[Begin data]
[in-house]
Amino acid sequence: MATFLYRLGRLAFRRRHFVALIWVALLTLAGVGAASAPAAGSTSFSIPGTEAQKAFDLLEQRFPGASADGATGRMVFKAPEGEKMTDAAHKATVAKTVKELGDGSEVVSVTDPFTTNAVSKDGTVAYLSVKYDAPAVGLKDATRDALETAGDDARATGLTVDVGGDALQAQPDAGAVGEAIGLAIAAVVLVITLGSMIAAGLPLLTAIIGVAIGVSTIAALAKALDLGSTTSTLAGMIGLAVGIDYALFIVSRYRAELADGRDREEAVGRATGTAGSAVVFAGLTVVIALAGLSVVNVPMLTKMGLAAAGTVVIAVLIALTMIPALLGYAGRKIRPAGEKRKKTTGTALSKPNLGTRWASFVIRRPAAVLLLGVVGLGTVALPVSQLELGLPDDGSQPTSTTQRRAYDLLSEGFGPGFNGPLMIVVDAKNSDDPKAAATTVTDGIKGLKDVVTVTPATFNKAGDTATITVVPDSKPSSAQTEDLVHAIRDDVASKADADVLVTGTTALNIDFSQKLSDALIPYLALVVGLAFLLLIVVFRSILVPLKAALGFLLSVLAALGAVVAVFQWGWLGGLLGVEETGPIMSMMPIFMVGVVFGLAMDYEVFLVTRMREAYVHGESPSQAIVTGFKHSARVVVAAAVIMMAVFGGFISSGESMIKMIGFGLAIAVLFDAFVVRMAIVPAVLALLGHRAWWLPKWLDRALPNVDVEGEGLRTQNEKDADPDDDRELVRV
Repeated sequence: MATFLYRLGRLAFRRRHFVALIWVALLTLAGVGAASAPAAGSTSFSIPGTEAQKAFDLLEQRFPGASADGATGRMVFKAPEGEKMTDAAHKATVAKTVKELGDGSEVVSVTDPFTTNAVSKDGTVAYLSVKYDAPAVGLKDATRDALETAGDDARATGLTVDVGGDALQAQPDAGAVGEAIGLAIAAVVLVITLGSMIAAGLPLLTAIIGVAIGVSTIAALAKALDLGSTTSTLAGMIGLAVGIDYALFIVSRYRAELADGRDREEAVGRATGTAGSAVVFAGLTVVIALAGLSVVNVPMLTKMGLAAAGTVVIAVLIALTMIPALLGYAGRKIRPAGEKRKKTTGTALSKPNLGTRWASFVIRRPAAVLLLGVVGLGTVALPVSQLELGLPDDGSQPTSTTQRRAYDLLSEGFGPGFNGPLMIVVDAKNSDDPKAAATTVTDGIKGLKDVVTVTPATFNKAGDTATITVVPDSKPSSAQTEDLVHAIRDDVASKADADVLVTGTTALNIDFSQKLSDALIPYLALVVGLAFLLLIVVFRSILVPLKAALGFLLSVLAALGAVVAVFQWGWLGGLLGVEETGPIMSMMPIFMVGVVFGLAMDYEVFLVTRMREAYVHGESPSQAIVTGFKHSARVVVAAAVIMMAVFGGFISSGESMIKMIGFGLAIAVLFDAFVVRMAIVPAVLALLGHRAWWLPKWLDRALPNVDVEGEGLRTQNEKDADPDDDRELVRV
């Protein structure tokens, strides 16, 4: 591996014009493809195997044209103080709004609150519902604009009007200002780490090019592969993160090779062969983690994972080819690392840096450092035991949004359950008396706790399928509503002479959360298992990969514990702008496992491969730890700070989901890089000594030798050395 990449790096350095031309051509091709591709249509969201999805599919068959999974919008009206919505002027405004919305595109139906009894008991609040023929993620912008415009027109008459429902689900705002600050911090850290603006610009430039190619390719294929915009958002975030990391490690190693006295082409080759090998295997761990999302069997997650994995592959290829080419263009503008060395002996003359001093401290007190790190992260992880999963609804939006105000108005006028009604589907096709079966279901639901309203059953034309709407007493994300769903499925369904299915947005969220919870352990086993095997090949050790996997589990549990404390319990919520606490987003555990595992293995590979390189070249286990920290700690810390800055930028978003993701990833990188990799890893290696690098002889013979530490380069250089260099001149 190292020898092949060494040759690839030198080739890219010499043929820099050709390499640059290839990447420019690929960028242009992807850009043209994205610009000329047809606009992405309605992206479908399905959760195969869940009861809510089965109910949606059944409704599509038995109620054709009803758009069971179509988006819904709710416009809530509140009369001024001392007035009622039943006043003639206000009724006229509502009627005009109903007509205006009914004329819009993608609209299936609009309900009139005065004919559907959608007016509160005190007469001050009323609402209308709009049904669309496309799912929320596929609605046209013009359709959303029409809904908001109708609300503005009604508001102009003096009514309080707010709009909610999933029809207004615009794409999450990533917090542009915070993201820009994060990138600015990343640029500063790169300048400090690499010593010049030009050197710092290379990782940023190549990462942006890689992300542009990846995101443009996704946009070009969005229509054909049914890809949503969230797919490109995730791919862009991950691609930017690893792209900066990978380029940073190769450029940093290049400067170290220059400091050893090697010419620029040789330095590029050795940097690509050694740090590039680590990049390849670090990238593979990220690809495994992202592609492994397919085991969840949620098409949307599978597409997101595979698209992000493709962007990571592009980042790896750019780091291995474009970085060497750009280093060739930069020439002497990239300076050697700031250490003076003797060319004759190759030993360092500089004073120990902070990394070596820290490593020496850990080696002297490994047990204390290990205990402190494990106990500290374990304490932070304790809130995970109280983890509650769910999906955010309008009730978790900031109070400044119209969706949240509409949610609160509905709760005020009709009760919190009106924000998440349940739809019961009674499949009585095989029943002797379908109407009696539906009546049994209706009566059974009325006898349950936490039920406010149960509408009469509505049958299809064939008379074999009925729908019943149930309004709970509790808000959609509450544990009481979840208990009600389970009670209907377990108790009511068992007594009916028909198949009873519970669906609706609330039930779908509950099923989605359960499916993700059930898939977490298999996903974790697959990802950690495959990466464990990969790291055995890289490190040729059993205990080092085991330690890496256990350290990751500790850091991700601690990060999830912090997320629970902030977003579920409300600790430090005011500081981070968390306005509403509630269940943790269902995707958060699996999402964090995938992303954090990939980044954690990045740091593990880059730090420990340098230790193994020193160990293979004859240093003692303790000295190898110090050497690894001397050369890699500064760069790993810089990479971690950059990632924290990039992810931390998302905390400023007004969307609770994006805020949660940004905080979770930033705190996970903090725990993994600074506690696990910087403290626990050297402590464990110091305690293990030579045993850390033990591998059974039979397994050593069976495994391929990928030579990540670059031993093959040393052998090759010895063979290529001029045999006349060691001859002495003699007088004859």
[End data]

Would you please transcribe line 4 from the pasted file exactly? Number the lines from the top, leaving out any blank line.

């Protein structure tokens, strides 16, 4: 591996014009493809195997044209103080709004609150519902604009009007200002780490090019592969993160090779062969983690994972080819690392840096450092035991949004359950008396706790399928509503002479959360298992990969514990702008496992491969730890700070989901890089000594030798050395 990449790096350095031309051509091709591709249509969201999805599919068959999974919008009206919505002027405004919305595109139906009894008991609040023929993620912008415009027109008459429902689900705002600050911090850290603006610009430039190619390719294929915009958002975030990391490690190693006295082409080759090998295997761990999302069997997650994995592959290829080419263009503008060395002996003359001093401290007190790190992260992880999963609804939006105000108005006028009604589907096709079966279901639901309203059953034309709407007493994300769903499925369904299915947005969220919870352990086993095997090949050790996997589990549990404390319990919520606490987003555990595992293995590979390189070249286990920290700690810390800055930028978003993701990833990188990799890893290696690098002889013979530490380069250089260099001149 190292020898092949060494040759690839030198080739890219010499043929820099050709390499640059290839990447420019690929960028242009992807850009043209994205610009000329047809606009992405309605992206479908399905959760195969869940009861809510089965109910949606059944409704599509038995109620054709009803758009069971179509988006819904709710416009809530509140009369001024001392007035009622039943006043003639206000009724006229509502009627005009109903007509205006009914004329819009993608609209299936609009309900009139005065004919559907959608007016509160005190007469001050009323609402209308709009049904669309496309799912929320596929609605046209013009359709959303029409809904908001109708609300503005009604508001102009003096009514309080707010709009909610999933029809207004615009794409999450990533917090542009915070993201820009994060990138600015990343640029500063790169300048400090690499010593010049030009050197710092290379990782940023190549990462942006890689992300542009990846995101443009996704946009070009969005229509054909049914890809949503969230797919490109995730791919862009991950691609930017690893792209900066990978380029940073190769450029940093290049400067170290220059400091050893090697010419620029040789330095590029050795940097690509050694740090590039680590990049390849670090990238593979990220690809495994992202592609492994397919085991969840949620098409949307599978597409997101595979698209992000493709962007990571592009980042790896750019780091291995474009970085060497750009280093060739930069020439002497990239300076050697700031250490003076003797060319004759190759030993360092500089004073120990902070990394070596820290490593020496850990080696002297490994047990204390290990205990402190494990106990500290374990304490932070304790809130995970109280983890509650769910999906955010309008009730978790900031109070400044119209969706949240509409949610609160509905709760005020009709009760919190009106924000998440349940739809019961009674499949009585095989029943002797379908109407009696539906009546049994209706009566059974009325006898349950936490039920406010149960509408009469509505049958299809064939008379074999009925729908019943149930309004709970509790808000959609509450544990009481979840208990009600389970009670209907377990108790009511068992007594009916028909198949009873519970669906609706609330039930779908509950099923989605359960499916993700059930898939977490298999996903974790697959990802950690495959990466464990990969790291055995890289490190040729059993205990080092085991330690890496256990350290990751500790850091991700601690990060999830912090997320629970902030977003579920409300600790430090005011500081981070968390306005509403509630269940943790269902995707958060699996999402964090995938992303954090990939980044954690990045740091593990880059730090420990340098230790193994020193160990293979004859240093003692303790000295190898110090050497690894001397050369890699500064760069790993810089990479971690950059990632924290990039992810931390998302905390400023007004969307609770994006805020949660940004905080979770930033705190996970903090725990993994600074506690696990910087403290626990050297402590464990110091305690293990030579045993850390033990591998059974039979397994050593069976495994391929990928030579990540670059031993093959040393052998090759010895063979290529001029045999006349060691001859002495003699007088004859």